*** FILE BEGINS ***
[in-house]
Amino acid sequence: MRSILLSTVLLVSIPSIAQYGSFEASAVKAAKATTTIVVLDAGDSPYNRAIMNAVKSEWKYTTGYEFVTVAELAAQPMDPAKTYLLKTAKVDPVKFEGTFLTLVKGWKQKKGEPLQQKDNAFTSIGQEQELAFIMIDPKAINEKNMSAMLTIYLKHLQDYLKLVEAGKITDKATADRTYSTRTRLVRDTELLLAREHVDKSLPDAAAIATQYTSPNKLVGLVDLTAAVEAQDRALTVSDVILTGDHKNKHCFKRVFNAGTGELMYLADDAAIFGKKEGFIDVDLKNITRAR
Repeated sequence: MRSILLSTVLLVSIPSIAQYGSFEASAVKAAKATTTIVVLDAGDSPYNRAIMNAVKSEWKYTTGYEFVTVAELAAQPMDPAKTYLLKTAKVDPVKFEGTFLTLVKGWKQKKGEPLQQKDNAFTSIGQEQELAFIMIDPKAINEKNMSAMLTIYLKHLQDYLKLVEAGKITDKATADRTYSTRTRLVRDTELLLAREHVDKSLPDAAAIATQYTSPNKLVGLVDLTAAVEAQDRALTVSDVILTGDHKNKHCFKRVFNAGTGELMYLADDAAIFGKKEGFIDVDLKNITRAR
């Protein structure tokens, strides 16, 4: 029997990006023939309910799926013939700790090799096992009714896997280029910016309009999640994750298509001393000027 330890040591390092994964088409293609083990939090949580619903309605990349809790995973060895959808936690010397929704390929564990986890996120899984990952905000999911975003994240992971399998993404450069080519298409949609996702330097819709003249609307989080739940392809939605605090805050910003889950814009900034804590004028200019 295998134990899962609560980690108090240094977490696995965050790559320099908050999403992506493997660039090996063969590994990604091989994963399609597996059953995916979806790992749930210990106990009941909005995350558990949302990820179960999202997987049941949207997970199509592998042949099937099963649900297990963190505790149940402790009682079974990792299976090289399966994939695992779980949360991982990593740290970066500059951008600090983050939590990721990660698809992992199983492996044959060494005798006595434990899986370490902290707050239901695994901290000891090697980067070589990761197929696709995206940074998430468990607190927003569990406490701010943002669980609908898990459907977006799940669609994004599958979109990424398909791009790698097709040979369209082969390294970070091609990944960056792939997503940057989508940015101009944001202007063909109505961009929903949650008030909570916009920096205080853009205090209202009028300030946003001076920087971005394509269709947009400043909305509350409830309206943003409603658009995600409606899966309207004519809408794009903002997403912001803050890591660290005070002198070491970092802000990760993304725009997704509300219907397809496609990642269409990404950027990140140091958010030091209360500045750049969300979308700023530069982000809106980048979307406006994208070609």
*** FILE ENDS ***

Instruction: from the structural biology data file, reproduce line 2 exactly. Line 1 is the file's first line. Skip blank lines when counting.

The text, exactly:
Amino acid sequence: MRSILLSTVLLVSIPSIAQYGSFEASAVKAAKATTTIVVLDAGDSPYNRAIMNAVKSEWKYTTGYEFVTVAELAAQPMDPAKTYLLKTAKVDPVKFEGTFLTLVKGWKQKKGEPLQQKDNAFTSIGQEQELAFIMIDPKAINEKNMSAMLTIYLKHLQDYLKLVEAGKITDKATADRTYSTRTRLVRDTELLLAREHVDKSLPDAAAIATQYTSPNKLVGLVDLTAAVEAQDRALTVSDVILTGDHKNKHCFKRVFNAGTGELMYLADDAAIFGKKEGFIDVDLKNITRAR